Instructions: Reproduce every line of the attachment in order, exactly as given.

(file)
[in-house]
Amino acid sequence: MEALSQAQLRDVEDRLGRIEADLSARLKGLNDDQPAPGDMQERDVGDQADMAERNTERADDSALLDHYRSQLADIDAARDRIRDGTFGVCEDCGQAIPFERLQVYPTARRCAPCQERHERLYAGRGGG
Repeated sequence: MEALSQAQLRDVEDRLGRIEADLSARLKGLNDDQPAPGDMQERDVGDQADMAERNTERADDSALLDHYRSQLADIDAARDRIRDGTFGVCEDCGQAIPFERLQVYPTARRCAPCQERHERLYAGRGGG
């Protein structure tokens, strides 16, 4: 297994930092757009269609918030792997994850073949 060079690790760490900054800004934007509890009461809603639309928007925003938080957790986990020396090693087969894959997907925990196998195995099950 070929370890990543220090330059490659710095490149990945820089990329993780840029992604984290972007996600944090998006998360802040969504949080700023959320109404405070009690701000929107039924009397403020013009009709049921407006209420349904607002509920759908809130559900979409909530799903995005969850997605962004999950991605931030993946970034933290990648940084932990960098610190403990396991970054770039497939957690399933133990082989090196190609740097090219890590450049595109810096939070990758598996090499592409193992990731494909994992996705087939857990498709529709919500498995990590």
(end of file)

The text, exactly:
[in-house]
Amino acid sequence: MEALSQAQLRDVEDRLGRIEADLSARLKGLNDDQPAPGDMQERDVGDQADMAERNTERADDSALLDHYRSQLADIDAARDRIRDGTFGVCEDCGQAIPFERLQVYPTARRCAPCQERHERLYAGRGGG
Repeated sequence: MEALSQAQLRDVEDRLGRIEADLSARLKGLNDDQPAPGDMQERDVGDQADMAERNTERADDSALLDHYRSQLADIDAARDRIRDGTFGVCEDCGQAIPFERLQVYPTARRCAPCQERHERLYAGRGGG
């Protein structure tokens, strides 16, 4: 297994930092757009269609918030792997994850073949 060079690790760490900054800004934007509890009461809603639309928007925003938080957790986990020396090693087969894959997907925990196998195995099950 070929370890990543220090330059490659710095490149990945820089990329993780840029992604984290972007996600944090998006998360802040969504949080700023959320109404405070009690701000929107039924009397403020013009009709049921407006209420349904607002509920759908809130559900979409909530799903995005969850997605962004999950991605931030993946970034933290990648940084932990960098610190403990396991970054770039497939957690399933133990082989090196190609740097090219890590450049595109810096939070990758598996090499592409193992990731494909994992996705087939857990498709529709919500498995990590």